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She sits on a faded olive arm chair next to a single window which reveals a derelict factory peppered with bird excrement and peeling paint. The rest of the landscape is littered with charcoal towers protruding at different angles, plumes of grey and indigo smoke unfurls into serpentine shapes. It is evening. I’d just finished another cleaning shift, yesterday, when I found him again on the sofa. He’s always there, if he’s not at the pub. In fact, the sofa dips in the middle, it’s so used to accommodating his backside. He’d been smoking again. I could smell the remnants of sickly sweet smoke, He looked at me, eyes glazed and disorientated. He said he’d buy us a little place by the sea, a small white cottage. Now that the kids had all moved out, we could downsize, something nice and snug for just the two of us.... He doesn’t know I can barely stand him as it is, the small snippets of time that he is present, when I’ve come back from work and put the tea on, and he’s just lying there. Eleanor fiddles with the brassy gold band on her finger, looking bemused. I have been a good mother. The tea’s always been ready for the children when

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e writi ng

Eleanor is in her fifties. A naked bulb dangles loosely, illuminating her face. The hard light reveals and emphasizes the lines on her visage and de-saturates her flesh. Only the faint glitter of her corn flower blue eyes and her cleaning apron remain colored, the light serves to produce a washed-out appearance on her ashen blonde hair.


A Dramatic Monologue

they came home. When they went to school and needed trainers, I took on extra shifts. It hasn’t been easy for me. He won’t work, “I’ve got a bad back”, he said. His bad back started not too long after we got married. I’ve got a fancy man. I clean his house every Tuesday, he’s a teacher at a local university. Very middle class. I was dusting down his coffee table, when I picked up one of the glossy magazines he keeps in a pile. ‘Terra-cotta interior design’, the kind of magazine people buy specifically for coffee tables, and at just that moment I heard the front door swing open. A pipe burst at the university, he had to leave early, healthy and safety and all that. The scene dissolves. Eleanor is now sitting on a leather sofa. There is a paper lamp to her left side, that produces a soft amber glow. There are large French windows with ivory net curtains that diffuse the light. She is wearing a cautious amount of makeup, a touch of coral lipstick and brown mascara and her hair, which is mostly confined to a bun, has a few loose strands around her face. She looks almost youthful. I can’t deny that I didn’t try to stop it. I ought to be ashamed, but if I’m honest, I’ve always wanted to be appreciated. A couple of days ago, we passed by a jewelry shop, and he bought me a brooch just because it caught my eye. It’s not about the gifts, though. It’s not about the yellow roses, or the chocolates. No. It’s the “thank yous”, “I adore yous” and the “what would you like for dinners”. ª Ellen Hickey, 1st Year English with Film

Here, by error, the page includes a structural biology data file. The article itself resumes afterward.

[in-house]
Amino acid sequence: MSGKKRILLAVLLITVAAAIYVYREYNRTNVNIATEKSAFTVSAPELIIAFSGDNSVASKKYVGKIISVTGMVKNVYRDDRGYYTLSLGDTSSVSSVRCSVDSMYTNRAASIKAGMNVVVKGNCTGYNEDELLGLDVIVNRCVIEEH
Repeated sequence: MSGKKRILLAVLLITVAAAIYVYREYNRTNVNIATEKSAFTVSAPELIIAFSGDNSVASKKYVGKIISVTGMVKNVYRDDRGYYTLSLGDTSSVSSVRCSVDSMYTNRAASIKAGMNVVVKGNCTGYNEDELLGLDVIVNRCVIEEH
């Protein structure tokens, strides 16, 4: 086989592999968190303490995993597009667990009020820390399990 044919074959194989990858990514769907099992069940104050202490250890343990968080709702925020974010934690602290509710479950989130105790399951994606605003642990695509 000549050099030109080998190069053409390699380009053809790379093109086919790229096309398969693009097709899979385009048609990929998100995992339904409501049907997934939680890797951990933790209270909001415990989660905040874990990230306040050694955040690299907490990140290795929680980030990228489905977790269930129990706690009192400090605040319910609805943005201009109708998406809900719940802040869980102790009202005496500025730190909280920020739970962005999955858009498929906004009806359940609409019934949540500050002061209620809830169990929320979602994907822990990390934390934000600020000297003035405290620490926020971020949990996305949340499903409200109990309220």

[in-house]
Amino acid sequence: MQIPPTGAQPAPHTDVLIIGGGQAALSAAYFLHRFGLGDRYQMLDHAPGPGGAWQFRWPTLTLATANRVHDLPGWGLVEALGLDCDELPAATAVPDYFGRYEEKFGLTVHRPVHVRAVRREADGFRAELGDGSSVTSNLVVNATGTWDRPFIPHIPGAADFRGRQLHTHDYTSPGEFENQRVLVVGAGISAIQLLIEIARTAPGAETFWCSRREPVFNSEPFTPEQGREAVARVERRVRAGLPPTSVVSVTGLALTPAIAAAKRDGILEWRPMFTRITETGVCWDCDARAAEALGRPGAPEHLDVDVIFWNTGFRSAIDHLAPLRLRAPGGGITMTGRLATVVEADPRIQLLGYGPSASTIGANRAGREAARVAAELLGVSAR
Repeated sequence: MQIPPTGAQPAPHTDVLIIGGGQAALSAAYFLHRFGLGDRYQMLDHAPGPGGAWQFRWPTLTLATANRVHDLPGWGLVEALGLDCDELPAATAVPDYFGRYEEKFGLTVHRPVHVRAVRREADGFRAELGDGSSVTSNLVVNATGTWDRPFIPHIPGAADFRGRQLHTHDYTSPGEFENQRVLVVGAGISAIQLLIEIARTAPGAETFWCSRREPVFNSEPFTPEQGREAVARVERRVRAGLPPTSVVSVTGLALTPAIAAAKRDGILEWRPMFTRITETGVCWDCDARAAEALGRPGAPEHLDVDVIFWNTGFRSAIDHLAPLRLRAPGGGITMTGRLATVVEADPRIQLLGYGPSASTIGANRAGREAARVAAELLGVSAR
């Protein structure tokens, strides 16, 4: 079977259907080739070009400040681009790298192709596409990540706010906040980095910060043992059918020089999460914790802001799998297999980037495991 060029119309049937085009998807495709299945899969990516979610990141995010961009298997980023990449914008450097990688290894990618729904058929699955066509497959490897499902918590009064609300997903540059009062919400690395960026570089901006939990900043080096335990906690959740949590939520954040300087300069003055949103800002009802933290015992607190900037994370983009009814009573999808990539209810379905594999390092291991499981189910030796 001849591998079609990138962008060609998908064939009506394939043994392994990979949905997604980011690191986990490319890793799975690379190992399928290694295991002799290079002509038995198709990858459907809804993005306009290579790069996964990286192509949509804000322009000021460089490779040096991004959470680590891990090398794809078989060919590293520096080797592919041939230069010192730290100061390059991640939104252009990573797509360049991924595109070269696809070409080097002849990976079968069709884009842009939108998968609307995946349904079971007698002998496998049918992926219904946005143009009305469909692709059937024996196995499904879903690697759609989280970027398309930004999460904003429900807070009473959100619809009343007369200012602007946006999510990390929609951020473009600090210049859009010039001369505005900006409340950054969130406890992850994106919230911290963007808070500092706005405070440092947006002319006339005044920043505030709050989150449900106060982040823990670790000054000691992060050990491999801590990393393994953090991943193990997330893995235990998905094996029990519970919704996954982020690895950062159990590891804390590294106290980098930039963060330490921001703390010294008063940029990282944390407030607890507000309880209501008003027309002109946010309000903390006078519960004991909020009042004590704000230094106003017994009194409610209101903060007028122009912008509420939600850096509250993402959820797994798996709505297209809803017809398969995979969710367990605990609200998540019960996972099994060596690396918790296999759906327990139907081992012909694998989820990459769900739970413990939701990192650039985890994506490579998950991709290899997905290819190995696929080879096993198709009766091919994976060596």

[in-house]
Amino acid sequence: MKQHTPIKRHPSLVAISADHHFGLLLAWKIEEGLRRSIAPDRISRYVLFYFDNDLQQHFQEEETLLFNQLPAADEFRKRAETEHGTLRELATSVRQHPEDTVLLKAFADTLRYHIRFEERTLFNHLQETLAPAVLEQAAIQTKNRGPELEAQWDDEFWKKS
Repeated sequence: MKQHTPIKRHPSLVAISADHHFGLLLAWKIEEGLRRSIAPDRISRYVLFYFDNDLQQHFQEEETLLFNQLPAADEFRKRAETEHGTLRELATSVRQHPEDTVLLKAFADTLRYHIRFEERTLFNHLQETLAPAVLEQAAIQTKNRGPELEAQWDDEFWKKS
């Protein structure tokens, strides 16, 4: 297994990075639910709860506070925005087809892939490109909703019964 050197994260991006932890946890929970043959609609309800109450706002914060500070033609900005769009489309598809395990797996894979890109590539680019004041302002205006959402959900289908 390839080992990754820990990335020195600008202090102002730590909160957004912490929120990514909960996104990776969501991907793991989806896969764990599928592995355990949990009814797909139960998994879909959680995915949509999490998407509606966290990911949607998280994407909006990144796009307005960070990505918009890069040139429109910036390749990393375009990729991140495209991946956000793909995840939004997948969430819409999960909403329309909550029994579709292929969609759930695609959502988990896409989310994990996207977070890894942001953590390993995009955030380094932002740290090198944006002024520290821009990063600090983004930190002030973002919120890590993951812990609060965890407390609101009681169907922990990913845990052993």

Routine Wishful thinking

So tired.


Drink coffee.

Go home.

Feel wired.

Lose shoes.


So late.


Check mirror. Feel plain. Catch bus. Catch train. Walk quick;

Perfect teeth On the news. Boil pasta. Brush hair. Burn finger,

bloody rain.

Loudly swear.

Late again;